Local Multipoint Distribution Service (LMDS)
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22-09-2008, 10:28 AM


Definition
Local Multipoint Distribution Service (LMDS), or Local Multipoint Communication Systems (LMCS), as the technology is known in Canada, is a broadband wireless point-to-multipoint communication system operating above 20 GHz that can be used to provide digital two-way voice, data, Internet, and video services. The term "Local" indicates that the signals range limit. "Multipoint" indicates a broadcast signal from the subscribers; the term "distribution" defines the wide range of data that can be transmitted, data ranging anywhere from voice, or video to Internet and video traffic. It provides high capacity point to multipoint data access that is less investment intensive. Services using LMDS technology include high-speed Internet access, real-time multimedia file transfer, remote access to corporate local area networks, interactive video, video-on-demand, video conferencing, and telephony among other potential applications. In the United States LMDS uses 1.3 GHz of RF spectrum to transmit voice, video and fast data to and from homes and businesses. With current LMDS technology, this roughly translates to a 1 Gbps digital data pipeline. Canada already has 3 GHz of spectrum set aside for LMDS and is actively setting up systems around the country. Many other developing countries see this technology as a way to bypass the expensive implementation of cable or fiber optics into the twenty-first century.

Point-to-point fixed wireless network has been commonly deployed to offer high-speed dedicated links between high-density nodes in a network. More recent advances in a point-to-multipoint technology offer service providers a method of providing high capacity local access that is less capital intensive than wireline solution, faster to deploy than wireline, and able to offer a combination of applications. Moreover, as large part of a wireless network's cost is not incurred until the Customer Premise Equipment (CPE) is installed, the network service operator can time capital expenditures to coincide with the signing of new customers. LMDS provides an effective last-mile solution for the incumbent service provider and can be used by competitive service providers to deliver services directly to end-users.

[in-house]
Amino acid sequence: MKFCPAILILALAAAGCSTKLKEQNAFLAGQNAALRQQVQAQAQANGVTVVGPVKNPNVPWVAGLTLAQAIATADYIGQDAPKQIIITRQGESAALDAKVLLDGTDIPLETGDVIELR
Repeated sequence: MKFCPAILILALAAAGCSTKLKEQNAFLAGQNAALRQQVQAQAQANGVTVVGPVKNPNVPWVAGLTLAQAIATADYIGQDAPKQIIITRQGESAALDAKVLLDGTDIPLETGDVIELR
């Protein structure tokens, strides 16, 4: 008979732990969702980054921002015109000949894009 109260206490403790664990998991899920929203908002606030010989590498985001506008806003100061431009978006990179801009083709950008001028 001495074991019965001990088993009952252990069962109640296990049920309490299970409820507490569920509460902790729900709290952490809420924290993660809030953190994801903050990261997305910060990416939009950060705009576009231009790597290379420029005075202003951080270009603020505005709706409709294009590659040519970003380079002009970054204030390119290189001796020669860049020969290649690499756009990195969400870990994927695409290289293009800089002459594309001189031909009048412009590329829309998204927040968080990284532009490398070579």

BENEFITS OF LMDS

The main benefits of LMDS are listed below:
1 Lower entry and deployment costs
2 Ease and speed of deployment (systems can be deployed rapidly with minimal disruption to the community and environment)
3 Fast realization of revenue (as a result of rapid deployment)
4 Demand based build out (scalable architecture employing open industry standards ensuring services and coverage areas can be easily expanded as customer demand warrants)
5 Cost, shift from fixed to variable components. (For wireline systems most of the capital investment is in the infrastructure, while with LMDS a greater percentage of investment is shifted to CPE)
6 No stranded capital when customers churn.
7 Cost-effective network maintenance, management, and operating costs.


Technical Basics
Past communication technologies focused their attention lower in the RF spectrum because low frequency signals with enough power could be sent long distances and penetrate buildings. Such is the case with television and radio. LMDS, however, uses low powered, high frequency (25 -31 GHz) signals over a short distance. LMDS systems are cellular because they send these very high frequency signals over short line-of-sight distances. These cells are typically spaced 4-5 kilometers (2.5 - 3.1 miles) apart. LMDS cell layout determines the cost of building transmitters and the number of households covered. Direct line-of-sight between the transmitter and receiver is a necessity. Reflectors and/or repeaters can spray a strong signal into shadow areas to allow for more coverage. Various isolation techniques can be used to prevent interference between signals.

Cell size is also influenced by the amount of local rainfall. Because LMDS signals are microwaves, they are attenuated by water and lose strength. To correct this, LMDS operators can either increase the power of their transmissions when it rains in an attempt to ensure a strong signal reaches its destination, or they can reduce their cell size. Leaves, trees and branches can also cause signal loss, but overlapping cells and roof-mounted antennas generally overcome the problem.

LMDS system operators offer different services and have different legacy systems, financial partners, and business strategies. As a result, the system architecture used will differ between all system operators. The most common architectural type uses co-sited, base-station equipment. The indoor digital equipment connects to the network infrastructure, and the outdoor microwave equipment mounted on the rooftop is housed at the same location (see Figure 2). Typically, the radio frequency (RF) planning for these networks uses multiple sector microwave systems, in which transmit- and receive-sector antennas provide service over a 90-, 45-, 30-, 22.5-, or 15-degree beamwidth. The idealized circular coverage area around the cell site is divided into 4, 8, 12, 16, or 24 sectors.
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mahmoodv99
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15-07-2009, 12:59 PM

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